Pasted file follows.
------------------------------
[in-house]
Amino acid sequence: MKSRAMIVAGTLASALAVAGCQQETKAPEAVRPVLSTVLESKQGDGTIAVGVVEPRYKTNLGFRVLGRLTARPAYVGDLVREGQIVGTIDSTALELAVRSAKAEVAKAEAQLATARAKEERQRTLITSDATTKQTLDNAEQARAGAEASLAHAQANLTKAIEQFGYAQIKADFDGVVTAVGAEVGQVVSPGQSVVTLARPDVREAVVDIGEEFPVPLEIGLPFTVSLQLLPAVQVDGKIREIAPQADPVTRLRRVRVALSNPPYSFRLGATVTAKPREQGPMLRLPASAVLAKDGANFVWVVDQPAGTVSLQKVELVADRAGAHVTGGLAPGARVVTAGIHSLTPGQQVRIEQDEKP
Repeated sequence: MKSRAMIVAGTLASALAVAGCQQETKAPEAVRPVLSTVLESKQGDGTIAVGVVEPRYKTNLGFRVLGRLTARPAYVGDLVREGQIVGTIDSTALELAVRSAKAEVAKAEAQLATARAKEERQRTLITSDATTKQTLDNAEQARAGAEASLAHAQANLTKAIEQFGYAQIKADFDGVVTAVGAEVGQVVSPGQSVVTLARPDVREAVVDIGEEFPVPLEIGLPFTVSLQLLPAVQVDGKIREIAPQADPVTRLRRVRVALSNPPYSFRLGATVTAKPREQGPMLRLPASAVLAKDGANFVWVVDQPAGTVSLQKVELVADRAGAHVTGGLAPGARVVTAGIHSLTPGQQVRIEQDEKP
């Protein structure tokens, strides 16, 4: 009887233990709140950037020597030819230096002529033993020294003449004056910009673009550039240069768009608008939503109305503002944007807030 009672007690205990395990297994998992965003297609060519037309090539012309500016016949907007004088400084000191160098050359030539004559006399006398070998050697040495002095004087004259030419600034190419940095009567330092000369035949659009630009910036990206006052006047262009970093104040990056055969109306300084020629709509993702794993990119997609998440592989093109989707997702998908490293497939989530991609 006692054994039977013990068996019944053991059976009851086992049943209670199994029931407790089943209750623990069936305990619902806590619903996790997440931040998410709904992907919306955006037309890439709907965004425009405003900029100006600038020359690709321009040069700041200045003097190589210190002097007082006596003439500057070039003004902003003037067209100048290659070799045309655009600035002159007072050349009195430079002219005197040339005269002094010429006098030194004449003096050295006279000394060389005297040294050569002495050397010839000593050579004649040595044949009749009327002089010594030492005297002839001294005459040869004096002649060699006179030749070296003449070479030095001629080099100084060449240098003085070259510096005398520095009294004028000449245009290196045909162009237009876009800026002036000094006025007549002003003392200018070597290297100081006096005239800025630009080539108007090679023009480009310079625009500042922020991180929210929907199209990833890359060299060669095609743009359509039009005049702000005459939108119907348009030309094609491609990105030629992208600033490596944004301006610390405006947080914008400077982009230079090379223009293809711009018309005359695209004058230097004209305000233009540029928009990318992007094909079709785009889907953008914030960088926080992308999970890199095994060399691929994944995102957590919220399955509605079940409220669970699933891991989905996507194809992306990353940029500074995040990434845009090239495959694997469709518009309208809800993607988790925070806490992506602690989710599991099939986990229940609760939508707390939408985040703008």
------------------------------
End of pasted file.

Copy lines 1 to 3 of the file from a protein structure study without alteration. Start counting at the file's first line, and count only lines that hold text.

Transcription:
[in-house]
Amino acid sequence: MKSRAMIVAGTLASALAVAGCQQETKAPEAVRPVLSTVLESKQGDGTIAVGVVEPRYKTNLGFRVLGRLTARPAYVGDLVREGQIVGTIDSTALELAVRSAKAEVAKAEAQLATARAKEERQRTLITSDATTKQTLDNAEQARAGAEASLAHAQANLTKAIEQFGYAQIKADFDGVVTAVGAEVGQVVSPGQSVVTLARPDVREAVVDIGEEFPVPLEIGLPFTVSLQLLPAVQVDGKIREIAPQADPVTRLRRVRVALSNPPYSFRLGATVTAKPREQGPMLRLPASAVLAKDGANFVWVVDQPAGTVSLQKVELVADRAGAHVTGGLAPGARVVTAGIHSLTPGQQVRIEQDEKP
Repeated sequence: MKSRAMIVAGTLASALAVAGCQQETKAPEAVRPVLSTVLESKQGDGTIAVGVVEPRYKTNLGFRVLGRLTARPAYVGDLVREGQIVGTIDSTALELAVRSAKAEVAKAEAQLATARAKEERQRTLITSDATTKQTLDNAEQARAGAEASLAHAQANLTKAIEQFGYAQIKADFDGVVTAVGAEVGQVVSPGQSVVTLARPDVREAVVDIGEEFPVPLEIGLPFTVSLQLLPAVQVDGKIREIAPQADPVTRLRRVRVALSNPPYSFRLGATVTAKPREQGPMLRLPASAVLAKDGANFVWVVDQPAGTVSLQKVELVADRAGAHVTGGLAPGARVVTAGIHSLTPGQQVRIEQDEKP